ROTC present color guard at Constitution Day ceremony

Honor+Guard+members+hold+the+American+and+Ohio+state+flag+outside+the+University+Library+during+the+university%E2%80%99s+Constitution+Day+ceremony

Honor Guard members hold the American and Ohio state flag outside the University Library during the university’s Constitution Day ceremony

Kathryn Monsewicz

Air Force ROTC and Army ROTC cadets presented the American and Ohio state flags Monday before spectators at the Constitution Day ceremony, held on Risman Plaza.

The color guard represents a long-standing tradition as soldiers of the United States military present the nation’s flag at parades and ceremonies.

“The color guard is a symbol of our unity as Americans,” Air Force Capt. Julie Kassner said before the ceremony began.

The honor guard, the group of soldiers carrying the flags and rifles, is composed of two cadets in the middle carrying the American flag and state flag with one cadet on either side holding rifles.

These rifles serve as symbols of the protection of the United States of America, as well as the nation’s flag. The term “color guard” refers to the red, white and blue colors of the American flag.

The crowd stood at the presentation of the color guard to put hand to heart and listen to “The Star-Spangled Banner” as the flags were raised.

“The color guard and the national anthem serve the same purpose. They remind us that the Constitution and this country have provided us with a lot of liberties and freedoms that sometimes we may take for granted,” Kenneth Burhanna, the interim dean of University Libraries said.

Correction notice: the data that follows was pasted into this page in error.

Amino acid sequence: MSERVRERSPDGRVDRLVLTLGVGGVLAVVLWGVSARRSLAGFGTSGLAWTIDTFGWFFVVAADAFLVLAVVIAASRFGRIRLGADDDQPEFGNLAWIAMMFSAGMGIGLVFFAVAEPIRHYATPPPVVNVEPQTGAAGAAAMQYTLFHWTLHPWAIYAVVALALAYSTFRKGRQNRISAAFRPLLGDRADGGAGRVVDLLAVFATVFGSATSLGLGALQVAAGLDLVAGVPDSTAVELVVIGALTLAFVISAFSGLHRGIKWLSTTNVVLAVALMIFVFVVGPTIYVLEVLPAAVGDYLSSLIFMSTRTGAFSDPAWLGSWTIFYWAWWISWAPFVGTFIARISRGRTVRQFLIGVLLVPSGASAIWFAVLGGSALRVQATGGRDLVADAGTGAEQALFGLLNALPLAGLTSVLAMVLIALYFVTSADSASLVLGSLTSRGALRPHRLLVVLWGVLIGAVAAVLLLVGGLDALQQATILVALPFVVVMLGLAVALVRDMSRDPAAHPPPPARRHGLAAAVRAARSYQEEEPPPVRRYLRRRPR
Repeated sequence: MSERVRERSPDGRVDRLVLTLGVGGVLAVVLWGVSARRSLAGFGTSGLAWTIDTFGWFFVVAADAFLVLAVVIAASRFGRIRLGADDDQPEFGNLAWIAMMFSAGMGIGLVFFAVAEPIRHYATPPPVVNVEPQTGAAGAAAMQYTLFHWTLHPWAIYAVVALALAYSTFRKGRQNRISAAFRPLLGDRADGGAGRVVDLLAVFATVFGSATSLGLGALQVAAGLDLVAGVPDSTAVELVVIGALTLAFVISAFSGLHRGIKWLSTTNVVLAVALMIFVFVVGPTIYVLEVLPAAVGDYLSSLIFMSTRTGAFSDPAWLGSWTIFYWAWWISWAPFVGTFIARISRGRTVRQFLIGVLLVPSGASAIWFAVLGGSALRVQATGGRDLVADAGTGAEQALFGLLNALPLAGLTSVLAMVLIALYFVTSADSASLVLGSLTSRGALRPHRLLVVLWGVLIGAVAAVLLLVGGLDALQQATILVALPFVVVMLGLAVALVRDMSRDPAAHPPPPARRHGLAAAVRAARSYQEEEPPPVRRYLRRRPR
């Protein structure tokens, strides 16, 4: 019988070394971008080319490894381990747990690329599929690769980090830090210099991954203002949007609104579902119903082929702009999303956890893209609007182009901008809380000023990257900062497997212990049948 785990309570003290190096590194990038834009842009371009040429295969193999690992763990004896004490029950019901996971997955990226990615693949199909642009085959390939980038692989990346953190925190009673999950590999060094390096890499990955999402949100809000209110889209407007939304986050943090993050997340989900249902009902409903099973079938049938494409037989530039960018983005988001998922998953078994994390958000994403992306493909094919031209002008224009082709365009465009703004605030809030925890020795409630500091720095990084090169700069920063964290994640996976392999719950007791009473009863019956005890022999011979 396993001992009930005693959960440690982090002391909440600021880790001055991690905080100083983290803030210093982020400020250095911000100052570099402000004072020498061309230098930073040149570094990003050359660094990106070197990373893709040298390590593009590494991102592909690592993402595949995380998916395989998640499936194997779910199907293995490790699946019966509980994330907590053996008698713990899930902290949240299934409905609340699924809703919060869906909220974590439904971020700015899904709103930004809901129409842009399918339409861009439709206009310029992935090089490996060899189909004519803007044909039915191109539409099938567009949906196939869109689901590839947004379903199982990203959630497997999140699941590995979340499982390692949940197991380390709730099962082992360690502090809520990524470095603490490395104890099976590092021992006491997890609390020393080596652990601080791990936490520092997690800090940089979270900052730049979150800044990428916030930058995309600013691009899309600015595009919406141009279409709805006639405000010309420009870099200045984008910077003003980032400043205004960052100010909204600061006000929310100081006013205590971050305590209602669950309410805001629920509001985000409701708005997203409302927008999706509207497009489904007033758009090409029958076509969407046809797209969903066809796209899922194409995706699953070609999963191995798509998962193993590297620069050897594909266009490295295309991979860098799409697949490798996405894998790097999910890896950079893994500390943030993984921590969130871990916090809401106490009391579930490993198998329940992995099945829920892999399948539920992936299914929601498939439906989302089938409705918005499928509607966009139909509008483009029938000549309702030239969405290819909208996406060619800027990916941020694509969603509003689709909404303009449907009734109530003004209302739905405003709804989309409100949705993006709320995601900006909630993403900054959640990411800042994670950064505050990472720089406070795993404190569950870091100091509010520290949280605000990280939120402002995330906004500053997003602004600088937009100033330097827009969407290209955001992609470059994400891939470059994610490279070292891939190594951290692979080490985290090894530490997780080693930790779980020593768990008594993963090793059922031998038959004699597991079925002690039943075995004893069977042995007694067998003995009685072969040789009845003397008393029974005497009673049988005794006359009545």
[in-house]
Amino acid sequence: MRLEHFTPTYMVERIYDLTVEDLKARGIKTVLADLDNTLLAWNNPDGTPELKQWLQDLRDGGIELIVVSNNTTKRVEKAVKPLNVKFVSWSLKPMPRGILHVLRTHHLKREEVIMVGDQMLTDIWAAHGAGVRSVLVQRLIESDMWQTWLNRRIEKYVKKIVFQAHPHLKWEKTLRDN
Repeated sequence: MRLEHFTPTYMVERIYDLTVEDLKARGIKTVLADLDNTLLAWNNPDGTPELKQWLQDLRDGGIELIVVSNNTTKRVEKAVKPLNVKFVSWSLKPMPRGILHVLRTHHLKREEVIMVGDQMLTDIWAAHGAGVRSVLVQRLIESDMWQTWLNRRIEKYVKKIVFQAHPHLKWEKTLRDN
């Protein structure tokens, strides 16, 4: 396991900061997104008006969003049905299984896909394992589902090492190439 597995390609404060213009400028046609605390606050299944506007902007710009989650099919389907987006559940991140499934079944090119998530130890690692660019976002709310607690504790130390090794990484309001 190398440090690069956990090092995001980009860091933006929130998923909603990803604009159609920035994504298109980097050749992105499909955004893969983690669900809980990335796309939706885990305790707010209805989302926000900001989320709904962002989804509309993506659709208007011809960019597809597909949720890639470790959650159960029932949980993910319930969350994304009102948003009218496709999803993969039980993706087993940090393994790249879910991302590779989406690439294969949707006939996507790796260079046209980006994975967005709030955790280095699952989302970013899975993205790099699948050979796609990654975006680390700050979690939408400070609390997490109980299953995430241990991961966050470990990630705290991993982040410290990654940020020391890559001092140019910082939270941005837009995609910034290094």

Constitution Day and Citizenship Day, as it is formally named, commemorates the formation and signing of the U.S. Constitution on Sept. 17, 1787, and recognizes all citizens of the United States.

Burhanna said the celebration reminds us of how lucky we are to be American citizens.

Burhanna began the reading of the Constitution by reciting the Preamble. Two people dressed in period costumes representing historical figures Benjamin Franklin and Betsy Ross joined cadets and other volunteers to read the articles and amendments of the Constitution.

The Bill of Rights was also read in its entirety.

In 2005, the U.S. Department of Education passed a mandate requiring all educational institutions receiving federal funding to host an educational program celebrating Constitution Day. The University Libraries provide this program every year in accordance with that law.

“The ROTC have been with us the last three years, perhaps,” Burhanna said. “It makes it a more formal, solemn occasion when they have the color guard come. Their participation is really welcome.”

Kassner also served as a reader during the ceremony, presenting the Fourth Amendment of the Constitution.

“This is everything America was founded on,” Kassner said. “The military serves as protectors of the Constitution.”

Kathryn Monsewicz is the military and veterans reporter. Contact her at [email protected]